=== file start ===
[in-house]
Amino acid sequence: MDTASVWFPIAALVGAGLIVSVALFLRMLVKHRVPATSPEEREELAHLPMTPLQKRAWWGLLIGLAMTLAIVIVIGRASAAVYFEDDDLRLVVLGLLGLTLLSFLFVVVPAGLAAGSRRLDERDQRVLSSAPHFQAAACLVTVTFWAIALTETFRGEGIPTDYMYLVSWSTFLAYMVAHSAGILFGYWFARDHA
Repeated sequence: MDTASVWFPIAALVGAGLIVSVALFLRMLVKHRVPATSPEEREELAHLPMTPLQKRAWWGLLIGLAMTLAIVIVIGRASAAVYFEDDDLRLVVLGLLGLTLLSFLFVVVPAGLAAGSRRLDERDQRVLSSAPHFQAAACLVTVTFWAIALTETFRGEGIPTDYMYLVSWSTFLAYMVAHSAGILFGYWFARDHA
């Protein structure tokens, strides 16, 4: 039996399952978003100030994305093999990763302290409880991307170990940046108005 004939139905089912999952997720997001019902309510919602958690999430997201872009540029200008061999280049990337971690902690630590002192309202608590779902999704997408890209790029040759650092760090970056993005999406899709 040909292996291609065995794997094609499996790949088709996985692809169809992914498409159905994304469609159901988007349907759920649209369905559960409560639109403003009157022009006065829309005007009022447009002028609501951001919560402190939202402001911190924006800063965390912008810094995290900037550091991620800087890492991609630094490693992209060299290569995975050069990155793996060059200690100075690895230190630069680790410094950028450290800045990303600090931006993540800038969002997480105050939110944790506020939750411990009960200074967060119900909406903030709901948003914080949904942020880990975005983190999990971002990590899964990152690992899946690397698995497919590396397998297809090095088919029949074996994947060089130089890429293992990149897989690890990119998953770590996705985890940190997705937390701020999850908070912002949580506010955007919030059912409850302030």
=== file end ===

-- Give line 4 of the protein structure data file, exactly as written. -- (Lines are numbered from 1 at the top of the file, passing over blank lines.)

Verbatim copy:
């Protein structure tokens, strides 16, 4: 039996399952978003100030994305093999990763302290409880991307170990940046108005 004939139905089912999952997720997001019902309510919602958690999430997201872009540029200008061999280049990337971690902690630590002192309202608590779902999704997408890209790029040759650092760090970056993005999406899709 040909292996291609065995794997094609499996790949088709996985692809169809992914498409159905994304469609159901988007349907759920649209369905559960409560639109403003009157022009006065829309005007009022447009002028609501951001919560402190939202402001911190924006800063965390912008810094995290900037550091991620800087890492991609630094490693992209060299290569995975050069990155793996060059200690100075690895230190630069680790410094950028450290800045990303600090931006993540800038969002997480105050939110944790506020939750411990009960200074967060119900909406903030709901948003914080949904942020880990975005983190999990971002990590899964990152690992899946690397698995497919590396397998297809090095088919029949074996994947060089130089890429293992990149897989690890990119998953770590996705985890940190997705937390701020999850908070912002949580506010955007919030059912409850302030």